Many years later, when I paid my first visit back to Camp Day with camp in session (August, 2004), I was very relieved to see that there was an ample salad bar and Dick McKnight had made a huge and delicious fish chowder. No one seemed in a hurry to get to the food and everyone seemed well fed. This contrasted sharply with my camp days in the late 1940s when packages of brownies or oranges from home were most welcome, even essential. For energy we could also buy soft drinks and candy bars at the camp store, then located at the front of the dining hall. We used coupon books instead of cash and tore out nickel or dime coupons to pay for an Orange Crush or Baby Ruth bar.

Mustachioed Vinnie Morotto was music director and sailing instructor and he would often lead us in the dining hall, playing his clarinet with enthusiasm, in songs like "Home on the Range," "I've Got Sixpence", "McNamara's Band", and "99 Bottles of Beer". He also led evenings of skits and songs performed on a wooden platform in the dining hall. The only girl in camp most summers was Vinnie's daughter, Brenda. The main music I remember hearing on the radio at camp was a popular Tommy Dorsey big band tune, practically the camp theme song, other big band sounds, and songs like "Mairzy Doats", "Don't Fence Me In" and "April in Portugal". In the early 50's the beat changed with "Rock Around the Clock" and then the King.

Of course for new campers and even juniors, it was the job of older campers to scare us, and of counselors, to trick us, on occasion. I can remember coming out of the dining hall at night after a movie, perhaps wearing a poncho for the rain, and running down the dirt path to the Midget Unit with flashlights on. We might have seen Tarzan or King Kong or a western, all in glorious black and white. Suddenly a junior or senior would scream and pounce out on us from the bushes, scaring our little hides off. Ghost stories in a darkened cabin were also effective. Often a counselor would read us to sleep or tell a tall tale, or we would read comics under the covers with flashlights after lights out.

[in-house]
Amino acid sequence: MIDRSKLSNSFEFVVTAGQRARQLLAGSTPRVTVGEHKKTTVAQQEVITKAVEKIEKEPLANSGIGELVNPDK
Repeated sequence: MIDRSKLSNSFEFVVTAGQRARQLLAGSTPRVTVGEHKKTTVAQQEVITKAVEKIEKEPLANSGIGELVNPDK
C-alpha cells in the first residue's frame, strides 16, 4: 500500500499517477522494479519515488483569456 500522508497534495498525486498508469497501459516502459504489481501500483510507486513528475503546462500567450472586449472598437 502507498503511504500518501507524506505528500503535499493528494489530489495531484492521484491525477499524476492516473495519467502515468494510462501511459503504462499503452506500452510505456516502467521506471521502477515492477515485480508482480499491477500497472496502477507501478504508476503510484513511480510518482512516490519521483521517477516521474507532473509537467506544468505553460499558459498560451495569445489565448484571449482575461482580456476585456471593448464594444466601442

In addition to tasks like sending us to get a skyhook or similar implement, one day the counselors decided to time us in racing across the Midget unit. The distance was perhaps 40 feet. One boy would run and the counselor would call out the time on his watch. There were about 12 of us. Slowly the times got better and better. 6 seconds, 5.5 seconds, 4 seconds. It was a bit puzzling because kids I knew were slower were posting better times than faster kids. Then it got down to 2 seconds, 1 seconds, and finally 0 seconds! Some doubt came, but not much. Innocent, we ran as fast as our little feet would carry us, and the counselors sure enjoyed it. In such ways, one learns the ways of the world.